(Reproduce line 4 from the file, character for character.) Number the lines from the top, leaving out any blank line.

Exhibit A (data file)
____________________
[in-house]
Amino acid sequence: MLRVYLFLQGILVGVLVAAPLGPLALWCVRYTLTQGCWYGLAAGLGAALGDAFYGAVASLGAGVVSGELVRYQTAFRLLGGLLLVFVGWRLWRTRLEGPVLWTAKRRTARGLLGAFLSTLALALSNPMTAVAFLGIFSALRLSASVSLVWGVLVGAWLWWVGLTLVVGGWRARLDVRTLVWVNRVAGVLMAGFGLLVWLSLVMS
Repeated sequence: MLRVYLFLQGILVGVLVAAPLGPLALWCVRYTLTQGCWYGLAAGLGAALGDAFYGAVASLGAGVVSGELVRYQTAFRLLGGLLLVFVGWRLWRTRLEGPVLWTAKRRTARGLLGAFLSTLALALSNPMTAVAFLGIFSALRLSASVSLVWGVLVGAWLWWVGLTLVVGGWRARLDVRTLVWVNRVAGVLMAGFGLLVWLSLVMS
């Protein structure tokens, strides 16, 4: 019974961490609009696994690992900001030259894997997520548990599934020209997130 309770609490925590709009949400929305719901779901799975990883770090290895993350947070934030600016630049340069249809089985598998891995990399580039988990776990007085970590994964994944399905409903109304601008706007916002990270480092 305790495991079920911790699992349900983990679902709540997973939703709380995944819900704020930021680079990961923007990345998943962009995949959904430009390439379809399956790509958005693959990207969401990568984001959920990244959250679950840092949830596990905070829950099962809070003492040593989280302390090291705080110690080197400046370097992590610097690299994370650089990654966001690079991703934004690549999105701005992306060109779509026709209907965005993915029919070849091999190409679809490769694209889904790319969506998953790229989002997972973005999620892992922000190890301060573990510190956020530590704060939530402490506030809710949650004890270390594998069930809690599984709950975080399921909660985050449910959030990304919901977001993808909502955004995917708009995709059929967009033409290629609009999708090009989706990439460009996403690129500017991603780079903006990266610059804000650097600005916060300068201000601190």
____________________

């Protein structure tokens, strides 16, 4: 019974961490609009696994690992900001030259894997997520548990599934020209997130 309770609490925590709009949400929305719901779901799975990883770090290895993350947070934030600016630049340069249809089985598998891995990399580039988990776990007085970590994964994944399905409903109304601008706007916002990270480092 305790495991079920911790699992349900983990679902709540997973939703709380995944819900704020930021680079990961923007990345998943962009995949959904430009390439379809399956790509958005693959990207969401990568984001959920990244959250679950840092949830596990905070829950099962809070003492040593989280302390090291705080110690080197400046370097992590610097690299994370650089990654966001690079991703934004690549999105701005992306060109779509026709209907965005993915029919070849091999190409679809490769694209889904790319969506998953790229989002997972973005999620892992922000190890301060573990510190956020530590704060939530402490506030809710949650004890270390594998069930809690599984709950975080399921909660985050449910959030990304919901977001993808909502955004995917708009995709059929967009033409290629609009999708090009989706990439460009996403690129500017991603780079903006990266610059804000650097600005916060300068201000601190």